Before moving on, one additional disclosure is appropriate. It turns out that there actually is a way to use Equations \ref{m0036_eGL3}–\ref{m0036_eAL3} for regions in which loss is significant. This requires a redefinition of $$\epsilon$$ as a complex-valued quantity. We shall not consider this technique in this section. We mention this simply because one should be aware that if permittivity appears as a complex-valued quantity, then the imaginary part represents loss.

To derive the wave equations we begin with the MFE, Equation \ref{m0036_eMFE3}. Taking the curl of both sides of the equation we obtain

\begin{align}
\nabla \times(\nabla \times \widetilde{\mathbf{E}}) &=\nabla \times(-j \omega \mu \widetilde{\mathbf{H}}) \nonumber \\
&=-j \omega \mu(\nabla \times \widetilde{\mathbf{H}}) \label{m0036_eWE1}
\end{align}

On the right we can eliminate $$\nabla \times \widetilde{\bf H}$$ using Equation \ref{m0036_eAL3}:

\begin{aligned}
-j \omega \mu(\nabla \times \widetilde{\mathbf{H}}) &=-j \omega \mu(+j \omega e \widetilde{\mathbf{E}}) \\
&=+\omega^{2} \mu \epsilon \widetilde{\mathbf{E}}
\end{aligned}

On the left side of Equation \ref{m0036_eWE1}, we apply the vector identity $\nabla \times \nabla \times {\bf A} = \nabla\left(\nabla\cdot {\bf A}\right) -\nabla^2{\bf A}$

which in this case is $\nabla \times \nabla \times \widetilde{\bf E} = \nabla\left(\nabla\cdot \widetilde{\bf E}\right) -\nabla^2\widetilde{\bf E}$

We may eliminate the first term on the right using Equation \ref{m0036_eGL3}, yielding $\nabla \times \nabla \times \widetilde{\bf E} = -\nabla^2\widetilde{\bf E}$ Substituting these results back into Equation \ref{m0036_eWE1} and rearranging terms we have $\nabla^2\widetilde{\bf E} +\omega^2\mu\epsilon \widetilde{\bf E} = 0 \label{m0036_eWEE1}$

This is the wave equation for $$\widetilde{\bf E}$$. Note that it is a homogeneous (in the mathematical sense of the word) differential equation, which is expected since we have derived it for a source-free region.

It is common to make the following definition

$\boxed{ \beta \triangleq \omega\sqrt{\mu\epsilon} } \label{m0036_eBetaDef}$

so that Equation \ref{m0036_eWEE1} may be written

$\boxed{ \nabla^2\widetilde{\bf E} +\beta^2 \widetilde{\bf E} = 0 } \label{m0036_eWEE2}$

Why go the the trouble of defining $$\beta$$? One reason is that $$\beta$$ conveniently captures the contribution of the frequency, permittivity, and permeability all in one constant. Another reason is to emphasize the connection to the parameter $$\beta$$ appearing in transmission line theory (see Section 3.8 for a reminder). It should be clear that $$\beta$$ is a phase propagation constant, having units of 1/m (or rad/m, if you prefer), and indicates the rate at which the phase of the propagating wave progresses with distance.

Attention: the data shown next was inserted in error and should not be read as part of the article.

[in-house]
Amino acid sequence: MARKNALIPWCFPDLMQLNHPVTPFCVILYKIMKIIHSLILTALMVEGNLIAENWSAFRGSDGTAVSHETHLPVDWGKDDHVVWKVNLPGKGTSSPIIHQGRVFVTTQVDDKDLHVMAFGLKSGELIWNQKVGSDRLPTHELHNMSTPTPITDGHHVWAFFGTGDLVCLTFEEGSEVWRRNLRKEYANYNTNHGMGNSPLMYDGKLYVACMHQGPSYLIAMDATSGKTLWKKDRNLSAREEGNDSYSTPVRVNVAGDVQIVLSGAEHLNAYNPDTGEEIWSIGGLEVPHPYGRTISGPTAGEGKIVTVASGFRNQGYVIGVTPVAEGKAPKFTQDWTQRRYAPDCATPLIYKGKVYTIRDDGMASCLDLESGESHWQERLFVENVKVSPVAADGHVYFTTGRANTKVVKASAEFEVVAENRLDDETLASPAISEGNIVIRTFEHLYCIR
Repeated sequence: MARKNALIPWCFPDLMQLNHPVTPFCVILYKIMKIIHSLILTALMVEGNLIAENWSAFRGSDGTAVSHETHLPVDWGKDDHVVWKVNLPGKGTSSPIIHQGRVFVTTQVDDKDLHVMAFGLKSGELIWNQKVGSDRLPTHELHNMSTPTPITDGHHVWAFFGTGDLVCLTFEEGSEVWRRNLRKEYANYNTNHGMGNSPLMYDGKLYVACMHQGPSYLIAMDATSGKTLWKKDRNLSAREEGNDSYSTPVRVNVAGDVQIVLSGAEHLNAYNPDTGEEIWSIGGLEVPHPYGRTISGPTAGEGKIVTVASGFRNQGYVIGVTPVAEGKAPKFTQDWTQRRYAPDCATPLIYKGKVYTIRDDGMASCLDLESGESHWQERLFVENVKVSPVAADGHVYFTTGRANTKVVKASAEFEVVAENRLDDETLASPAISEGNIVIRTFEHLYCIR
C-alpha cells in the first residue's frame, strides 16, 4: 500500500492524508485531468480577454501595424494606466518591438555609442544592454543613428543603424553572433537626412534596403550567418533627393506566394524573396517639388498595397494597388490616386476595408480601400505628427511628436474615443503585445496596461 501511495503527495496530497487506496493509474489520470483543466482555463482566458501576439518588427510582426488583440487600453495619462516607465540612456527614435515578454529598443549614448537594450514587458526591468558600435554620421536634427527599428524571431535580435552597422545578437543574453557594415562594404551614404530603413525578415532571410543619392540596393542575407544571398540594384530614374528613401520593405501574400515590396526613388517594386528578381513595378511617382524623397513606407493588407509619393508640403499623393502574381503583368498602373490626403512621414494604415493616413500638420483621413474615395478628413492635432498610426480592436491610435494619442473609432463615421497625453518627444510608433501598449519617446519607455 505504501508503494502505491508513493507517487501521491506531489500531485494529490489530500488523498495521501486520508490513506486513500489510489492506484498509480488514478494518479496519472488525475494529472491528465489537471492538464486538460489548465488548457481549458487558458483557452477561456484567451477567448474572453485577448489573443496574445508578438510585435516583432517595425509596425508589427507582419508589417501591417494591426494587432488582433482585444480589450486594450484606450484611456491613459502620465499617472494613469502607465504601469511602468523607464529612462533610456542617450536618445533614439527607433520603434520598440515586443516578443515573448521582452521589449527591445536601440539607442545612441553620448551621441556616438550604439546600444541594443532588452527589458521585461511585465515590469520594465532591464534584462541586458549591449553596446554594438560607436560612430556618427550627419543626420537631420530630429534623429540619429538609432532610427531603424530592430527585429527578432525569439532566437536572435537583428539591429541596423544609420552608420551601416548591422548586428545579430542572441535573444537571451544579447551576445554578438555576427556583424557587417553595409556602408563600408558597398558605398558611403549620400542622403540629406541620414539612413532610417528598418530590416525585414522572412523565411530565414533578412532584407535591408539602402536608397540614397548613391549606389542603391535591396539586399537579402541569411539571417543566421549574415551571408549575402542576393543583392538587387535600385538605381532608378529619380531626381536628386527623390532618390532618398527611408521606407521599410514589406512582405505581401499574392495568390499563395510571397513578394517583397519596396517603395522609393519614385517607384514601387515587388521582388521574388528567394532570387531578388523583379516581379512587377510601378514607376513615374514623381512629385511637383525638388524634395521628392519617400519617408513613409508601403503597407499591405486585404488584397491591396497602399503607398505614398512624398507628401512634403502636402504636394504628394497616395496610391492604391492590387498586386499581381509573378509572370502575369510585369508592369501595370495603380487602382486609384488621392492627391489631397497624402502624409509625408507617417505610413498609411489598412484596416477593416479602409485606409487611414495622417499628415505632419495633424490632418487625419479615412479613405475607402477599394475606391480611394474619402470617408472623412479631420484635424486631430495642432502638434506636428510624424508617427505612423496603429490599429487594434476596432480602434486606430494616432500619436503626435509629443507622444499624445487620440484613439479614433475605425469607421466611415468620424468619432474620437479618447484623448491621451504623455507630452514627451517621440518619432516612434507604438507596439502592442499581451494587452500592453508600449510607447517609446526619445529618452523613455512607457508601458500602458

The wave equation for $$\widetilde{\bf H}$$ is obtained using essentially the same procedure, which is left as an exercise for the reader. It should be clear from the duality apparent in Equations \ref{m0036_eGL3}-\ref{m0036_eAL3} that the result will be very similar. One finds: $\boxed{ \nabla^2\widetilde{\bf H} +\beta^2 \widetilde{\bf H} = 0 } \label{m0036_eWEH2}$

Equations \ref{m0036_eWEE2} and \ref{m0036_eWEH2} are the wave equations for $$\widetilde{\bf E}$$ and $$\widetilde{\bf H}$$, respectively, for a region comprised of isotropic, homogeneous, lossless, and source-free material.

Looking ahead, note that $$\widetilde{\bf E}$$ and $$\widetilde{\bf H}$$ are solutions to the same homogeneous differential equation. Consequently, $$\widetilde{\bf E}$$ and $$\widetilde{\bf H}$$ cannot be different by more than a constant factor and a direction. In fact, we can also determine something about the factor simply by examining the units involved: Since $$\widetilde{\bf E}$$ has units of V/m and $$\widetilde{\bf H}$$ has units of A/m, this factor will be expressible in units of the ratio of V/m to A/m, which is $$\Omega$$. This indicates that the factor will be an impedance. This factor is known as the wave impedance and will be addressed in Section 9.5. This impedance is analogous the characteristic impedance of a transmission line (Section 3.7).